Aging is the major risk factor for many chronic disorders, including diabetes mellitus, cancer, cardiovascular diseases, and neurodegenerative diseases including Parkinson disease (PD), whose current treatment is limited to symptomatic relief. Because PD prevalence increases with age, the number of sick patients is estimated to double from 6.9 million in 2015 to 14.2 million in 2040. Although age‐related molecular mechanisms of PD (eg, dopamine metabolism, iron accumulation, mitochondrial DNA changes, and decreased protein‐degradation efficiency) have been proposed, no corresponding blood biomarkers have been validated for widespread clinical use. Alpha-synuclein protein is currently the most studied factor driving the disease. Blood‐based biomarkers associated with aging‐related risk for PD would enable efficient monitoring of the disease process and could be used for development of therapies. Around twenty genetic defects have already been linked to the disease, but for several of these genes, scientists still don’t know what function they fulfil. The ATP13A2 gene used to be one of these genes, but researchers at KU Leuven have now discovered its function in the cell, explaining how a defect in the gene can cause Parkinson’s disease.
Researchers have discovered that a defect in the ATP13A2 gene causes cell death by disrupting the cellular transport of polyamines. When this happens in the part of the brain that controls body movement, it can lead to Parkinson’s disease. The team discovered that polyamines enter the cell via lysosomes and that ATP13A2 transfers polyamines from the lysosome to the cell interior. This transport process is essential for lysosomes to function properly as the ‘waste disposal system’ of the cell where obsolete cell material is broken down and recycled. However, mutations in the ATP13A2 gene disrupt this transport process, so that polyamines build up in lysosomes. As a result, the lysosomes swell and eventually burst, killing the cells. When this happens in the part of the brain that controls body movement, this process may trigger the motion problems and tremors related to Parkinson’s disease. Several lines of evidences have shown changes in CSF polyamine levels in patients with various diseases including brain tumors, inflammation, and neurodegeneration. In PD compared with controls, a polyamine called spermidin decreases whereas putrescine increases in CSF and decreases in red blood cells, while no significant changes in Spd and Spm in the basal ganglia have been reported.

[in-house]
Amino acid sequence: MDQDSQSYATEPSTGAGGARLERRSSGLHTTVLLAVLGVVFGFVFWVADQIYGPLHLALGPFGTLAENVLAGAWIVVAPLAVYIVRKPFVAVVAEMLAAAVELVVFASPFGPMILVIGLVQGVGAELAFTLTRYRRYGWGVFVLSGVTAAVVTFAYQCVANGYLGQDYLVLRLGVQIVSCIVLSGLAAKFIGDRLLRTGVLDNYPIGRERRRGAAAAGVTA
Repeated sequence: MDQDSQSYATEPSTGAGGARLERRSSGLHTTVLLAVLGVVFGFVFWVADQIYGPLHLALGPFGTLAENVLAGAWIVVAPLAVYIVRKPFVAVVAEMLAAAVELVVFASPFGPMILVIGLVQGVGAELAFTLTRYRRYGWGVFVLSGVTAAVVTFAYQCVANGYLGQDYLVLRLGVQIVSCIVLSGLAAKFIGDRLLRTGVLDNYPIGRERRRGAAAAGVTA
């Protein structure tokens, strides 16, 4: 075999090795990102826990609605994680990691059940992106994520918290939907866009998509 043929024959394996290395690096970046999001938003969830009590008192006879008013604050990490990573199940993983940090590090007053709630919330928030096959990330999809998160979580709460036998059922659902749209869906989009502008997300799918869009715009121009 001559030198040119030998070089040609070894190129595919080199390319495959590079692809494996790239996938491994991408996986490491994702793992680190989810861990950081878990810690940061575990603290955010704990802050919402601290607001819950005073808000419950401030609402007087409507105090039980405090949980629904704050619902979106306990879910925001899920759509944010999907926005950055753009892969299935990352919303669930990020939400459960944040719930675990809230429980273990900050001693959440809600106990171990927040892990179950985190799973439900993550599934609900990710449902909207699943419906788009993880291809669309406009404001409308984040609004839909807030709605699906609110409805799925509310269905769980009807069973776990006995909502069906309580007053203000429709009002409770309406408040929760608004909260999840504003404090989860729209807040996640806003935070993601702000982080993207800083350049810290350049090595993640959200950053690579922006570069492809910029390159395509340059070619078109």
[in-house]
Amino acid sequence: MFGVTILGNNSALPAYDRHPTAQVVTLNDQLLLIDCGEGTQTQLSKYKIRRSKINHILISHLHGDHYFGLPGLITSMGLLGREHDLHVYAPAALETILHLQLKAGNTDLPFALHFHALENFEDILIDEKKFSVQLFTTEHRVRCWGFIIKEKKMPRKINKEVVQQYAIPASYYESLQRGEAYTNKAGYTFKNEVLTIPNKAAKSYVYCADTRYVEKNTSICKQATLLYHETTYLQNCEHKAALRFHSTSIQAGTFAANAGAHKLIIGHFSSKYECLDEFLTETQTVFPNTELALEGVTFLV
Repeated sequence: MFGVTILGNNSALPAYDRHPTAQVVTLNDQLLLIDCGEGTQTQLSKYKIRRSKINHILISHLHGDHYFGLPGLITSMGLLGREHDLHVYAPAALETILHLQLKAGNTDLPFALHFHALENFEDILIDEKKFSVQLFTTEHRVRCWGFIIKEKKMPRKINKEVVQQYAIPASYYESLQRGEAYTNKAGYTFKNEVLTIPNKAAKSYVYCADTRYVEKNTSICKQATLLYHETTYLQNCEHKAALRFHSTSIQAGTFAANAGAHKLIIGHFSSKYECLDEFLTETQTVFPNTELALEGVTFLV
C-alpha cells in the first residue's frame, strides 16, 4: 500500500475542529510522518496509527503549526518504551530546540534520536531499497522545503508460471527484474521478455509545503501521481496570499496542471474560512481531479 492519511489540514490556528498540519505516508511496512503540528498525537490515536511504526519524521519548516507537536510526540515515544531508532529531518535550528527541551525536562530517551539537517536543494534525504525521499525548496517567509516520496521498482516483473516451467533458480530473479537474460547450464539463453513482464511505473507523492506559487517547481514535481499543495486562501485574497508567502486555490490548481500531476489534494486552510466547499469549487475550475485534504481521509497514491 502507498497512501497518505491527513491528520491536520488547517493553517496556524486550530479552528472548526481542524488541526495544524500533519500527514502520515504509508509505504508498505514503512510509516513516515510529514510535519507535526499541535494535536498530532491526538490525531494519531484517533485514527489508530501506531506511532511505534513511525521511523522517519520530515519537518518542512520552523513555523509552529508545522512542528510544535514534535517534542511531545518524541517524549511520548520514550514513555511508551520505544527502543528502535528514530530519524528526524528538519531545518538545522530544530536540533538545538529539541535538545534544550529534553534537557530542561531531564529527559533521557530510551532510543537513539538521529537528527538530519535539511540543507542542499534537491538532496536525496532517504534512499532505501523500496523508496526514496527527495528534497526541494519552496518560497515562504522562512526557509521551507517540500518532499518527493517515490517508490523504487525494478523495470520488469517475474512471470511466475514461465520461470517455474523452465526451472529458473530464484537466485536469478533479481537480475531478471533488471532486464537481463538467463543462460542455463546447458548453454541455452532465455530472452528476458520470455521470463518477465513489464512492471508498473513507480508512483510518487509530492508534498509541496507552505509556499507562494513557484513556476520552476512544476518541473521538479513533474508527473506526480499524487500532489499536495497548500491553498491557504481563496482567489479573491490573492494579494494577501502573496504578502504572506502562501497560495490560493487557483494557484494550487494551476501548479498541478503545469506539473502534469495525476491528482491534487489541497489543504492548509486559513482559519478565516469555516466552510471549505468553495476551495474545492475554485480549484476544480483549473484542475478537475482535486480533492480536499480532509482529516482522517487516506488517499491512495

Polyamines are essential molecules that support many cell functions and protect cells in stress conditions. But how polyamines are taken up and transported in human cells was still a mystery. The team realized that ATP13A2 transports polyamines and is crucial for their uptake into the cell. Unravelling the role of ATP13A2 is an important step forward in Parkinson’s research and sheds new light on what causes the disease, but a lot of work remains to be done. Professor Peter Vangheluwe explained: “We now have to investigate how deficient polyamine transport is linked to other defects in Parkinson’s disease such as the accumulation of plaques in the brain and malfunctioning of the mitochondria. We need to examine how these mechanisms influence each other. The discovery of the polyamine transport system in animals has implications beyond Parkinson’s disease as well, because polyamine transporters also play a role in other age-related conditions, including cancer, cardiovascular diseases, and several neurological disorders. Now that we have unravelled the role of ATP13A2, we can start searching for molecules that influence its function. Our lab is already collaborating with the Centre for Drug Design and Discovery and receives support from the Michael J. Fox Foundation”.
- Edited by Dr. Gianfrancesco Cormaci, PhD, specialist in Clinical Biochemistry.
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